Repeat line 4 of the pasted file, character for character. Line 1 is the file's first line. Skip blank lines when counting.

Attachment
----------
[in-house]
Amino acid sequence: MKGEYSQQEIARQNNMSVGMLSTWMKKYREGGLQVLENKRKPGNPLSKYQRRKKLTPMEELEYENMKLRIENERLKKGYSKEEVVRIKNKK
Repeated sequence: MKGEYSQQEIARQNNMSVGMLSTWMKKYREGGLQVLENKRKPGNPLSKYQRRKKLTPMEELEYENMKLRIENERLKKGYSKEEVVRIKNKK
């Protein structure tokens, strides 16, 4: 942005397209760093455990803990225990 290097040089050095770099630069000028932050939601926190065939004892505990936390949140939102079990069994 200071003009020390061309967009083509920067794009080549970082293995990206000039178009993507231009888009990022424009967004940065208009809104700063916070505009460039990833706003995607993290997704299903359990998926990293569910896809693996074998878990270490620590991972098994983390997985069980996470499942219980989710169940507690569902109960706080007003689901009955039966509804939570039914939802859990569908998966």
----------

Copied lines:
């Protein structure tokens, strides 16, 4: 942005397209760093455990803990225990 290097040089050095770099630069000028932050939601926190065939004892505990936390949140939102079990069994 200071003009020390061309967009083509920067794009080549970082293995990206000039178009993507231009888009990022424009967004940065208009809104700063916070505009460039990833706003995607993290997704299903359990998926990293569910896809693996074998878990270490620590991972098994983390997985069980996470499942219980989710169940507690569902109960706080007003689901009955039966509804939570039914939802859990569908998966």